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Point of care ultrasound (POCUS) is increasingly used in rural settings where it’s portability,and imaging capabilities make it effective clinically. POCUS teaching has traditionally relied on faculty instruction, which is limited by the small number of certified faculty members. The UOttawa POCUS interest group deployed peer-teaching since 2018, which overcomes the instructor barrier by employing experienced medical students to train preclerkship students. This paper will evaluate the efficacy of the peer-led POCUS workshops as a learning format.
3-hour POCUS workshops were held for Cardiac, MSK, Aorta, and eFAST scans from October 2018 to June 2019. Students with prior experience in POCUS were identified as peer-teachers, and were trained by an expert physician prior to the workshop. Peer-teachers taught a small group, with physician experts rotating through groups for technical support.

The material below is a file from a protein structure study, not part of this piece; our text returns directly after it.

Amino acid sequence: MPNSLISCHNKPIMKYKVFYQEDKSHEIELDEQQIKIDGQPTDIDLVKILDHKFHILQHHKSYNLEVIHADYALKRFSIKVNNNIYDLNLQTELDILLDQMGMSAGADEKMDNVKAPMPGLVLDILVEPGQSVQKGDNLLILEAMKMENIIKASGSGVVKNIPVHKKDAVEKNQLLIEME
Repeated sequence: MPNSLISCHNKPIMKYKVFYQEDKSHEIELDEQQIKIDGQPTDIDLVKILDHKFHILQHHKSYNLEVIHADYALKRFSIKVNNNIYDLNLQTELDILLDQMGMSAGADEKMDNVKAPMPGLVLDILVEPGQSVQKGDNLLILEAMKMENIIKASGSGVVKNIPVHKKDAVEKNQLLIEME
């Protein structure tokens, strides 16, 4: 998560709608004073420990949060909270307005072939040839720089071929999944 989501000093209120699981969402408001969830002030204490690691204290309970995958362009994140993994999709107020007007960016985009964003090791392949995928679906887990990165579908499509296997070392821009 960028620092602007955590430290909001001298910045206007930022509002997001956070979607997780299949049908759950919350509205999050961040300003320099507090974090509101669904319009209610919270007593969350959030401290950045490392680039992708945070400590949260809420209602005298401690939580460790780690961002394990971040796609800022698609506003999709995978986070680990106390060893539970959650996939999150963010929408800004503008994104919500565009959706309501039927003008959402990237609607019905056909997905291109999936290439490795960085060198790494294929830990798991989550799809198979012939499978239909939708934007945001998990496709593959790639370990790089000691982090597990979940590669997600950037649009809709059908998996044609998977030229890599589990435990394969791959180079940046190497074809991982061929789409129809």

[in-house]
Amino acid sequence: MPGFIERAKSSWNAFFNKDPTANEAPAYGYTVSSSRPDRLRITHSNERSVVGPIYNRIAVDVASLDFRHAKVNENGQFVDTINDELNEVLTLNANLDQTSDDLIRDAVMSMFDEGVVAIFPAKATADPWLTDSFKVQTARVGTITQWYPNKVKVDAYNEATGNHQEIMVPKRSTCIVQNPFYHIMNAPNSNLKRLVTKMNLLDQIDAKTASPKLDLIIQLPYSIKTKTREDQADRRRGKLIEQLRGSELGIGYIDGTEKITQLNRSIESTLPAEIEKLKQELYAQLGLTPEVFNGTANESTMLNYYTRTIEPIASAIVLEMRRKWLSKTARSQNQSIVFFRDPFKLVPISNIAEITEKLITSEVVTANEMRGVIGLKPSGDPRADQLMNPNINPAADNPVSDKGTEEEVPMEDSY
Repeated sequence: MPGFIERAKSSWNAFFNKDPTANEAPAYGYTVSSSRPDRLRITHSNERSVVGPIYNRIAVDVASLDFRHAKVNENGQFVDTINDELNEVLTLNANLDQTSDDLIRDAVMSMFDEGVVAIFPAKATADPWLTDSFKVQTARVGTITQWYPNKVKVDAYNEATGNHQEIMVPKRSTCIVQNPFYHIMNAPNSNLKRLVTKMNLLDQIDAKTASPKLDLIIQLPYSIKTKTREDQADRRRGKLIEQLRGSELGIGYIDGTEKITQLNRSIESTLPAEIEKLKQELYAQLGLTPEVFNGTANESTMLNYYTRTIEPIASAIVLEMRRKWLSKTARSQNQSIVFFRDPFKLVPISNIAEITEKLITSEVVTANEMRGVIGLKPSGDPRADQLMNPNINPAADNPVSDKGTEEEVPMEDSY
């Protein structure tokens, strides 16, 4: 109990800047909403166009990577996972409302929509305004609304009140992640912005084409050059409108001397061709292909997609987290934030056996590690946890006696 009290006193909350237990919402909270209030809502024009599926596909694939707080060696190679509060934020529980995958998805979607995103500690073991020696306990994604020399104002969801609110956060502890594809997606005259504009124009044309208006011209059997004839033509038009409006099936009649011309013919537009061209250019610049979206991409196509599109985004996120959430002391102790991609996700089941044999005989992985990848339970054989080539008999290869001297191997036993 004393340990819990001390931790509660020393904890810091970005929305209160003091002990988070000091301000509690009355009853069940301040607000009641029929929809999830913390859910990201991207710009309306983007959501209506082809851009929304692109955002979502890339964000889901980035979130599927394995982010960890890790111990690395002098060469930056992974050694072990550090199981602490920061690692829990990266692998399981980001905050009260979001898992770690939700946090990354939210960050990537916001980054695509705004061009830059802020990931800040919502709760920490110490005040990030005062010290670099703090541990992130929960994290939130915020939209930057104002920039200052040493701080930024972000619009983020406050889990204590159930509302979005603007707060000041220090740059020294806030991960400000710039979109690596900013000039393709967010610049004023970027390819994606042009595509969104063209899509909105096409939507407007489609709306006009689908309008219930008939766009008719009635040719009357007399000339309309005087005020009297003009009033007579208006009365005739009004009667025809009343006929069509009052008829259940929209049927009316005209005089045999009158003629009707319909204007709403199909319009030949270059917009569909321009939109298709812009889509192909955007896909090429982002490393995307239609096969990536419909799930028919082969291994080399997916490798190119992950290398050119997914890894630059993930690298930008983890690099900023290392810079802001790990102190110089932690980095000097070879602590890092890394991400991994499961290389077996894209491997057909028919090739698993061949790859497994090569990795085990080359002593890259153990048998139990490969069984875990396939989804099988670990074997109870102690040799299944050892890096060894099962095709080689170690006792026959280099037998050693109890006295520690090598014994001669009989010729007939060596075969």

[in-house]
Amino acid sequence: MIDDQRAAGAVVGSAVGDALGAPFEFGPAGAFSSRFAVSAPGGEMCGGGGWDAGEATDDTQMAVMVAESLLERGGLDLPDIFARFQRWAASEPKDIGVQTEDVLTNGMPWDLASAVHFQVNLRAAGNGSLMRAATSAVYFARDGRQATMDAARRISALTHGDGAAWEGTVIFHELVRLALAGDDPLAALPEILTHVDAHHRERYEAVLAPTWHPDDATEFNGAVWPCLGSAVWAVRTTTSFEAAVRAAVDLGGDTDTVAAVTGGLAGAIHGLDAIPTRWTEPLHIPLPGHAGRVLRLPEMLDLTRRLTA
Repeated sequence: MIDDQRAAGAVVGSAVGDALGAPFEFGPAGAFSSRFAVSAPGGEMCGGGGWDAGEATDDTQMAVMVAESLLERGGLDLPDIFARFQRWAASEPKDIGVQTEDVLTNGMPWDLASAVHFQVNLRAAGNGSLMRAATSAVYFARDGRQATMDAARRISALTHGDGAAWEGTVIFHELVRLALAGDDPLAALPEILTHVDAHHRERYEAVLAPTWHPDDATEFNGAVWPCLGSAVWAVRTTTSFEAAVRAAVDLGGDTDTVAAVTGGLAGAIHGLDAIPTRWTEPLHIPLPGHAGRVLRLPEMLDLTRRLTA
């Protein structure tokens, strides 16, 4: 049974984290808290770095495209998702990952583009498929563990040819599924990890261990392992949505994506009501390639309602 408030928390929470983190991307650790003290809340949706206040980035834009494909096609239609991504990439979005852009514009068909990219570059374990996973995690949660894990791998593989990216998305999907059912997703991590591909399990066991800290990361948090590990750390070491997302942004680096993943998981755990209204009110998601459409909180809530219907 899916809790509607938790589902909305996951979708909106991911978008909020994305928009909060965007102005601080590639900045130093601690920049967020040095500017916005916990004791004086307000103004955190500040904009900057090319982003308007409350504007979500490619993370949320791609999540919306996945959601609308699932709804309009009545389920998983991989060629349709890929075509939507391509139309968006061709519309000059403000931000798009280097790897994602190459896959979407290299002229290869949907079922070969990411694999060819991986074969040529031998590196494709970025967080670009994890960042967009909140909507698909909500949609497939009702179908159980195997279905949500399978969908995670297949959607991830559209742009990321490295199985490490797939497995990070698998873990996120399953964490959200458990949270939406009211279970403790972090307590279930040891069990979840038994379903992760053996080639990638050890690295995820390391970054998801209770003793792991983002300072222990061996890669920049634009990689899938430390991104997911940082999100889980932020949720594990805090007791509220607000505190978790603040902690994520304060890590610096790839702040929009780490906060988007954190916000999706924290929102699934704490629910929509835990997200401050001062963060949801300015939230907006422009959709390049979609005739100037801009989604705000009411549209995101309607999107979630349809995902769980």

Surveys were sent out to students who participated in the workshops assessing the following categories:utility, learning experience,workshop efficacy, tutor competence, and interest. Descriptive statistics and thematic analysis was reported for the quantitative and qualitative data, respectively.
45 participants completed the survey. The surveys showed positive support for the aforementioned categories, with the average score being greater than 4. From the thematic analysis, the four main strengths of the peer-led format are: Trainer competence, learner comfort, situational teaching, and opportunity to practice.
Peer-led workshops are an effective format for POCUS training in instructor-constrained settings. These workshops can be translated to rural settings in lieu of a formal POCUS training program.
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